During the recent heat-wave, we took the opportunity to test what electric fans can REALLY do when the going gets tough. For sure, their ability to move air around can keep a space bearable enough to forego AC for hours. And when the AC is on, that same ability can augment its power, help cool a place down more quickly and keep it feeling cooler, especially if your AC can’t quite do the job. Fans that can blow a strong, focused stream of air are useful for directing cool air into hot hallways and difficult-to-reach “back” spaces. We’ve found the Vornado (below) to be really effective (if somewhat homely). We also use it to bounce air off the ceiling or walls to scatter it around.
Recently, we heard of an interesting new use for electric fans: mosquito deterrent, a big concern for people who want to lounge around outdoors but find citronella and other herbal/chemical products both unpleasant and/or scary. A recent article in the New York Time’s Science revealed that oscillating fans create enough breeze to overpower mosquitos in flight, blowing them off-course from their human targets. It’s a great, simple low-tech solution to the mosquito problem.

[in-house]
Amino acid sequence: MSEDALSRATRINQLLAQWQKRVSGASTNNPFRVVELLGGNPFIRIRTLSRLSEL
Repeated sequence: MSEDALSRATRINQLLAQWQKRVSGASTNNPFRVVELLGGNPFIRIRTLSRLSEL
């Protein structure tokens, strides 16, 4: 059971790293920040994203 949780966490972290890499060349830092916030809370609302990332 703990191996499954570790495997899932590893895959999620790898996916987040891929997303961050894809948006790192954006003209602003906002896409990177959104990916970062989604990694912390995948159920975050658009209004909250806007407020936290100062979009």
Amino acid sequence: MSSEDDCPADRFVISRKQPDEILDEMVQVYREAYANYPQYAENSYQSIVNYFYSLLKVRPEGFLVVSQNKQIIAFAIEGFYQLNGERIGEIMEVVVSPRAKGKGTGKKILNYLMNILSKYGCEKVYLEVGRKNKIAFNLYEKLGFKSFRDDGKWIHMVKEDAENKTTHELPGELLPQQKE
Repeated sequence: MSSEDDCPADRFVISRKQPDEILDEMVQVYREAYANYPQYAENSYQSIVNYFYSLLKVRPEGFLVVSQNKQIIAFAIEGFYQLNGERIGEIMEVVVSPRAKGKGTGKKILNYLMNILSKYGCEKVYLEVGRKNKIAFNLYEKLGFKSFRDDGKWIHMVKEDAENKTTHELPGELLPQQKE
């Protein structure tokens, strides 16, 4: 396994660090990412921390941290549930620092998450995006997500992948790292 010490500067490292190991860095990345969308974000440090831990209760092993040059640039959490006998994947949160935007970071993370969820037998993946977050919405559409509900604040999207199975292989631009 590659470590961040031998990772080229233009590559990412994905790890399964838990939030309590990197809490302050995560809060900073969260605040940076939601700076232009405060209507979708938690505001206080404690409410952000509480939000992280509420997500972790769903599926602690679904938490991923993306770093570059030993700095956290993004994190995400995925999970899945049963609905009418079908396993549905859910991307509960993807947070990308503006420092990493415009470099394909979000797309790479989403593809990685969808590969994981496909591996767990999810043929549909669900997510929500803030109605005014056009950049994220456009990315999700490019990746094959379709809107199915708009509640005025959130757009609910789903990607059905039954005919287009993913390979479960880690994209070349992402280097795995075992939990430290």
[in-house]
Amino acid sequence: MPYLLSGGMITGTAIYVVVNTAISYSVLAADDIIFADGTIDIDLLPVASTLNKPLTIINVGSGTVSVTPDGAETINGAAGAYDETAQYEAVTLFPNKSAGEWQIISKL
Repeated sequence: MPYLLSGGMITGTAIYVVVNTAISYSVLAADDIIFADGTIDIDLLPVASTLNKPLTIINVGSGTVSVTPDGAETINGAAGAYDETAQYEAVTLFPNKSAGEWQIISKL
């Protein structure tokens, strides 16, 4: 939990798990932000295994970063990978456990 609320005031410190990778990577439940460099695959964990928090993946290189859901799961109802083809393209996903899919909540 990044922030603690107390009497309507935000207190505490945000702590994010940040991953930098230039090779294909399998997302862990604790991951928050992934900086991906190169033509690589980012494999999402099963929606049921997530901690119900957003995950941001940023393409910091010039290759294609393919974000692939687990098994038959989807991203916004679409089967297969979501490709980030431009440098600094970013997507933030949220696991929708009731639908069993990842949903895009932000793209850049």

We discovered our favorite by accident. We happened to be walking through the fan section of Costco on our way to the seafood department when we felt the loveliest breeze. We looked over and saw that it was coming from a Dyson Air Multiplier table fan. This fan is a sculptural circle without any visible blades. It is pricey — around $200— but we knew we could return it, so we took one home to test (In fact, we thought we’d just test it out and then return it for sure). The air that emanates from it is the closest we’ve felt to a breeze or gentle wind; there is no harsh ‘blow’. It looks like a sculpture, minimizing visual clutter (important to us). In the end, we never returned it, deeming it a useful investment.
In our Laboratory these days we rely on the Dyson in the main room for its pleasing look and breeze, and the Vornado for shooting focused air into the back of the apartment.
…The others, collected over the years, are backup.
As for ceiling fans, we found out from a long trip in the Amazon years ago how great they can be for making a hot room bearable. Installing a ceiling fan on our low 8-foot ceiling would only draw attention to them and close the room in. Right now, aesthetics prevail.
Northwind fan photo courtesy of Jennifer Carpenter of RiverHouseDesigns @ Etsy.